Tony is a strategy-driven, brand-focused 19 year veteran of the advertising industry. Prior to founding The BLÜ Group in 2004 he served as a senior account executive for a variety of large, national brands including Hickory Farms, NEBS, and Betty Crocker. Since BLÜ’s inception, Tony has dedicated his time to helping small-mid size businesses and organizations build strong brands while volunteering for a variety of civic and professional organizations, including serving on multiple boards and chairing a variety of committees.

How Do You Stay Ahead Of The Client?

Know What Needs To Be Done First

Creative certainly is the engine that powers advertising, but many of us get so hung up on generating creative horsepower that we never ask ourselves, “Power for what?”

What good is creative power, unless somebody knows where the client’s advertising vehicle is supposed to go, and steers it in that direction expeditiously?

Somebody such as a capable account manager.

We talk among ourselves about wanting to lead the client and some of us even attempt to, but even those who make the effort are inclined to back away at the first sign of client resistance.

Yet we must attempt to lead every client in his advertising activities because most clients need leadership, whether they will admit it or not, and the agency is, or should be, best qualified to provide it in this area.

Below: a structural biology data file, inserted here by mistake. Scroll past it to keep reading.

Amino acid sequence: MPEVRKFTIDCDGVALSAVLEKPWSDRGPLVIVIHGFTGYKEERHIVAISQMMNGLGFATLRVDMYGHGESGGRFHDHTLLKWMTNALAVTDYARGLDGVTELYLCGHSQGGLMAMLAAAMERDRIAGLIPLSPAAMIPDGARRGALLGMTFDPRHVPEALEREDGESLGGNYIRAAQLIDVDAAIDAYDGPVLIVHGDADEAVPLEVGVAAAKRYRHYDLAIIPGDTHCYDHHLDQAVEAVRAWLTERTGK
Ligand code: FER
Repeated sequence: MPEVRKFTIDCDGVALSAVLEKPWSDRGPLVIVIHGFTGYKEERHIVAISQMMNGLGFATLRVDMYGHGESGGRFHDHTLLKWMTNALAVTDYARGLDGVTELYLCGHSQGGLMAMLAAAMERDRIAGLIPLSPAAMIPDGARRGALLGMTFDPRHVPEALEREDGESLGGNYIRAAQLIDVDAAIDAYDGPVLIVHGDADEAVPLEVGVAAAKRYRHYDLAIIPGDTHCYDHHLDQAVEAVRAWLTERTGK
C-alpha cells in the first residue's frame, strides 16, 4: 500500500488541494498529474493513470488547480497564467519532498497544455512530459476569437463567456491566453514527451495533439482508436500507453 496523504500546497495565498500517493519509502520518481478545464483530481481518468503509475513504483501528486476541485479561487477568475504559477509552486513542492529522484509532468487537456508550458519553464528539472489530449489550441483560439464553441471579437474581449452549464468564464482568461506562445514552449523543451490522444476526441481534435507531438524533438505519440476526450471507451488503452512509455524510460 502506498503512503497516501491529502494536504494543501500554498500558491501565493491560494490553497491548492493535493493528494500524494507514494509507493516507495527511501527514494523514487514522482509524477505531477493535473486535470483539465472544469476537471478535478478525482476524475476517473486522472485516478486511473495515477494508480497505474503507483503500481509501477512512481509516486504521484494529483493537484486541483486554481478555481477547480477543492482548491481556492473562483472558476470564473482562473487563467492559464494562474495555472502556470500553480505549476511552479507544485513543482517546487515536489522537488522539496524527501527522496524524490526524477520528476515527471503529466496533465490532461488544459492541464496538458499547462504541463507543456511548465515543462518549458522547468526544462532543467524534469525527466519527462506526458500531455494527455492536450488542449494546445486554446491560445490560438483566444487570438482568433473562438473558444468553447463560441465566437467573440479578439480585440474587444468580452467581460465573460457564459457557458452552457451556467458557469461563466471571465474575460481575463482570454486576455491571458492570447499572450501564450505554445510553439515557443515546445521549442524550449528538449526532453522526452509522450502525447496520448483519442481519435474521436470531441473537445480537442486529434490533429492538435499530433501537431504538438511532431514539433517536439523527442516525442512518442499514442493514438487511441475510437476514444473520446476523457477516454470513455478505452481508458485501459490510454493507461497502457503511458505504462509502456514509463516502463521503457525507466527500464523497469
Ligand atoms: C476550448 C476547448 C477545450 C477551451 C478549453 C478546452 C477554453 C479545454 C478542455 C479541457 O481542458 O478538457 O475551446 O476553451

Furthermore, guess who will get blamed and terminated if the advertising effort fails? Us!

George Johnson vividly remembered a forthright client who told a group of agency people: “I consider leadership to be the most important quality of agency service—by which I mean the ability to anticipate and to come up with the ideas and suggestions before I ask for them.”

What is client leadership?

  1. Helping the client to prepare a marketing communications plan and then leading all of those involved at the client and at the agency in the orderly execution of the plan.
  2. Maintaining constant vigilance for change and portents of change in the client’s sphere of operation, so as to offer ideas and suggestions for action before the client asks for them.

We would like to believe that most account managers know how to perform their primary duties, as outlined in #1 above – but the anecdotal evidence he received from agency owners indicates otherwise.

He suspects that there are three common reasons why account managers fail to lead their clients in preparing and executing overall plans, which are:

  1. They don’t know how to do it.
  2. They are not given the authority and responsibility to do it.
  3. They refuse to do it.

Naturally, there are many opinions about how to solve all three of the above predicaments and I’ll offer some opinions in my next post.

Here’s one final thought from a seminar I attended…COSNOP. It stands for Concentrate On Solution, Not On Problem. If you apply this to your professional and personal lives, chances are you’ll be more productive, earn more respect from those around you, and have less stress overall.

Until next time. Tony